Terracotta pots in frong of a brick wall with blue decoratove door

Eleanor Clarke


Be Inspired by Pots & Urns

A pot is SO much more than a holder for soil and plant. The materials and shapes you choose can have a huge impact on the style of your garden, as well as how well your plants thrive. How you place and group them can make a big difference, too. And just like indoors, we’re all for statement pieces – it’s worth investing in a big, bold, gorgeous print that will anchor your living room, while a standout planter or urn makes a bold and gorgeous focal point in a garden. 

Go big or go home

There are a few different ways to go with a pot that’s taller than mid-thigh. You can take the route most travelled (and there’s nothing wrong with that) and plant it up. If your pot is a tall, slim urn, oil pot or pitcher, don’t feel you need to fill the whole thing with compost – save time and resources by stuffing the bottom with whatever you have to hand (cardboard and polystyrene both work well), then tuck a smaller plastic pot – a geranium perhaps, for a Tuscan vibe – inside to come flush with the rim. 

If the pot is enough of a feature in itself, consider leaving it unplanted as a standalone sculpture. Place it strategically in the centre of a gravel garden, on a plinth, at the back of the garden to encourage the eye to travel, or among planting. 

Problem-solving pots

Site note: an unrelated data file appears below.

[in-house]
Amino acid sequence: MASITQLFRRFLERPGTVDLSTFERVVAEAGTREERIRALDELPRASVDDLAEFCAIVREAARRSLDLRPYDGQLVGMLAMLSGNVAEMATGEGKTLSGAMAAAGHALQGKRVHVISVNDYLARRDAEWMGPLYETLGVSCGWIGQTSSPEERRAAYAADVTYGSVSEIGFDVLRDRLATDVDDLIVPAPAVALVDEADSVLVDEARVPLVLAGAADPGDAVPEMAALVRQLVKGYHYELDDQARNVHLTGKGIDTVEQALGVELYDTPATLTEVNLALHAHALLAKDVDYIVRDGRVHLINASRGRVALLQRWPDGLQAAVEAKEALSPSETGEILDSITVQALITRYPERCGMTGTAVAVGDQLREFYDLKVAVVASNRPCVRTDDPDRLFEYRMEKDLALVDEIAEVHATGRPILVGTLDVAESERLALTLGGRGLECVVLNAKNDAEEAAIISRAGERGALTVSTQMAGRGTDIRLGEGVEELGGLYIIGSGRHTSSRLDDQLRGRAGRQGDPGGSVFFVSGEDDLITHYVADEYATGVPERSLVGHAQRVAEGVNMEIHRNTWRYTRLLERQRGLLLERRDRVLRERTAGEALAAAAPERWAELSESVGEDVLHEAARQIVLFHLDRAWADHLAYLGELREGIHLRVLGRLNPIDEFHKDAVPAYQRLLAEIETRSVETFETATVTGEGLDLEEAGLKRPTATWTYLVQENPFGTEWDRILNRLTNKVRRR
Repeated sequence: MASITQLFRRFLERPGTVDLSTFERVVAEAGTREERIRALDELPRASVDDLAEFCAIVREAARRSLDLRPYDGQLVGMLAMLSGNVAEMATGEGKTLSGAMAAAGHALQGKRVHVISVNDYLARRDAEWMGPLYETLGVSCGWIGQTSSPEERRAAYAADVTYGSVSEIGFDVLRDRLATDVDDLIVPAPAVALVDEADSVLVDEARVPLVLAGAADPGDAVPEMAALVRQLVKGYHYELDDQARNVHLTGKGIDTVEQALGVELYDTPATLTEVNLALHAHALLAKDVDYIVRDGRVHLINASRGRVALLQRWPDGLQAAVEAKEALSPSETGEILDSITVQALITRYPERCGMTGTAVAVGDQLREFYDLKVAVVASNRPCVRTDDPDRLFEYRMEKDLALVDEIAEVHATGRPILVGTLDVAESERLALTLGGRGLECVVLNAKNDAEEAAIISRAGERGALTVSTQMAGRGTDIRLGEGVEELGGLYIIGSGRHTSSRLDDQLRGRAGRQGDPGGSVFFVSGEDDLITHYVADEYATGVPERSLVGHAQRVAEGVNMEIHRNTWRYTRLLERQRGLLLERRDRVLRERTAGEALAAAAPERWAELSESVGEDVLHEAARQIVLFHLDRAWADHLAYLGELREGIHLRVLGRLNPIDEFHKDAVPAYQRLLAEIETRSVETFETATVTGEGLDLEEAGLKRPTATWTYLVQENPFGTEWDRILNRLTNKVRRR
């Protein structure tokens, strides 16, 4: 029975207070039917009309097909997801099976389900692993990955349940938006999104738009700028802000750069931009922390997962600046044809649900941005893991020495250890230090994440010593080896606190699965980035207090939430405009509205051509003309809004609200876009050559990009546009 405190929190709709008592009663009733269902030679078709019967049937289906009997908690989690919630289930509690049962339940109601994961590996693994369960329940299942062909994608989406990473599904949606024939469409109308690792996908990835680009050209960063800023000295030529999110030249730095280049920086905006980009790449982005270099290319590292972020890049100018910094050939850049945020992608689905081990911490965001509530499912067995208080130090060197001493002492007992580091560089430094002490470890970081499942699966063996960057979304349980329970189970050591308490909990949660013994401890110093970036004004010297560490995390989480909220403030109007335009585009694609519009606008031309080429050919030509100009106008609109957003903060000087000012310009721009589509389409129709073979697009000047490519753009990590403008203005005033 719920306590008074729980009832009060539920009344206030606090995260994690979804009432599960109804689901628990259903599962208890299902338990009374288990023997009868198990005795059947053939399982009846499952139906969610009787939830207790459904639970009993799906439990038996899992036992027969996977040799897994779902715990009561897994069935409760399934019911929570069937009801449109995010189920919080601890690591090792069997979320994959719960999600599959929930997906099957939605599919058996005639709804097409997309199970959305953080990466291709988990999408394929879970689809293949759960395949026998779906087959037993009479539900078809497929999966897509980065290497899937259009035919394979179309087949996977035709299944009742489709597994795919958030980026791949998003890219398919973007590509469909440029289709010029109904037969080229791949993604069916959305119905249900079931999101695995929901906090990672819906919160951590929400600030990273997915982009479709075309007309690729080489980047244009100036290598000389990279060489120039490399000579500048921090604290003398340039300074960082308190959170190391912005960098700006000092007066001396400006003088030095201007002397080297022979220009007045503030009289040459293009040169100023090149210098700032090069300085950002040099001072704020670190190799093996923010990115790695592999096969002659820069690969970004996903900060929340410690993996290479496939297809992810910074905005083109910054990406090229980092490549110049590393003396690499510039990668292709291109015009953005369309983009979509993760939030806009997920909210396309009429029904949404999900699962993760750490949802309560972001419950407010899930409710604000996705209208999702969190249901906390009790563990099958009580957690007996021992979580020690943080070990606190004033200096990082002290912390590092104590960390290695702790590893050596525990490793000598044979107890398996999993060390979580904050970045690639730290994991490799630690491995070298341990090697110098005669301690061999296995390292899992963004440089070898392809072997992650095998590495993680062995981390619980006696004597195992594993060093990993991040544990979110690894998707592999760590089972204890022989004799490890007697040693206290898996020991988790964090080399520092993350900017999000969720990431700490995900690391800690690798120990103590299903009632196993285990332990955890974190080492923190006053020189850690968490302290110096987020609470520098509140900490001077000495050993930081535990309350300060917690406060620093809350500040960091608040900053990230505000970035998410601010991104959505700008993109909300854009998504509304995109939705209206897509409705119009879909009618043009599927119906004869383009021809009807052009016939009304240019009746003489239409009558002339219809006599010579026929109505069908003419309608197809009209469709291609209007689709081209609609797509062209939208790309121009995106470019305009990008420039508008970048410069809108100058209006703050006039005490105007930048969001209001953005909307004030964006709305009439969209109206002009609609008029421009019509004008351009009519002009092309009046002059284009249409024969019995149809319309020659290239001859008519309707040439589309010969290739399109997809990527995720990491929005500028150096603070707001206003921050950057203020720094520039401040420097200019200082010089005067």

Think of your containers as moveable soil and planting – not just for brightening up a sunny patio, but all over the garden. That way you can cheat tricky areas of the garden and fill them with colour and greenery. If there’s an area of hard, dry soil (among tree roots for example), a pot is a great solution

Dark group of pots with plants in front of a dark brick wall with a blue decorative wall

Group mentality

Aesthetically pots look much more pleasing grouped closely together, like a little tableau. And you’ll get bonus points from your design-savvy mates if those groups are made up of pots in the same material. Whether that’s terracotta, glazed ceramic, natural stone, metal, composite or wood. 

The practicalities

First up, every pot needs drainage holes, even if you’re just using it for display or to hold a smaller plastic pot. It’s easy enough to drill holes into most materials though. Then give some thought to choice of material. Recycled plastic is economical and lightweight, and you can get some good imitation lead or stone pots, so worth considering on a budget. Terracotta is obviously gorgeous, but bear in mind that unglazed pots dry out quickly, which can be tricky on a sunny patio. They can crack in cold weather, too, so make sure they’re frost proof. Metal is a great option, but be careful in hot spots as they can bake. Wood is another attractive option, but it will rot over time, so line wooden troughs or containers with plastic to keep them in good nick.  

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